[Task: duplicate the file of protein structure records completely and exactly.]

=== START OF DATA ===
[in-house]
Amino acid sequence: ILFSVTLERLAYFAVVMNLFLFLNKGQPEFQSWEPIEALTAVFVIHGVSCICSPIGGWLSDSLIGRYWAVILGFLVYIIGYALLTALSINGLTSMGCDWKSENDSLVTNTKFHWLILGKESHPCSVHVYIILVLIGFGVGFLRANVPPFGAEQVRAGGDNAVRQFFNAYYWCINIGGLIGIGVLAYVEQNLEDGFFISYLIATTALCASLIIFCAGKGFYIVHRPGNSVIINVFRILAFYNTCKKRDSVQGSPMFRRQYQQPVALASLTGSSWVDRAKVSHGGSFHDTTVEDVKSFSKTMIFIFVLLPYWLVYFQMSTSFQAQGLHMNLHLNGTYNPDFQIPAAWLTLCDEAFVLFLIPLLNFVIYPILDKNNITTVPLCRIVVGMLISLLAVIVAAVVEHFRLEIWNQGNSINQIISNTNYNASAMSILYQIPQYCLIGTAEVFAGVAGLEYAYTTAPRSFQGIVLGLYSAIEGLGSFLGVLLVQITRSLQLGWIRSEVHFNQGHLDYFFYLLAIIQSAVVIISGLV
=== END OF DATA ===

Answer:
[in-house]
Amino acid sequence: ILFSVTLERLAYFAVVMNLFLFLNKGQPEFQSWEPIEALTAVFVIHGVSCICSPIGGWLSDSLIGRYWAVILGFLVYIIGYALLTALSINGLTSMGCDWKSENDSLVTNTKFHWLILGKESHPCSVHVYIILVLIGFGVGFLRANVPPFGAEQVRAGGDNAVRQFFNAYYWCINIGGLIGIGVLAYVEQNLEDGFFISYLIATTALCASLIIFCAGKGFYIVHRPGNSVIINVFRILAFYNTCKKRDSVQGSPMFRRQYQQPVALASLTGSSWVDRAKVSHGGSFHDTTVEDVKSFSKTMIFIFVLLPYWLVYFQMSTSFQAQGLHMNLHLNGTYNPDFQIPAAWLTLCDEAFVLFLIPLLNFVIYPILDKNNITTVPLCRIVVGMLISLLAVIVAAVVEHFRLEIWNQGNSINQIISNTNYNASAMSILYQIPQYCLIGTAEVFAGVAGLEYAYTTAPRSFQGIVLGLYSAIEGLGSFLGVLLVQITRSLQLGWIRSEVHFNQGHLDYFFYLLAIIQSAVVIISGLV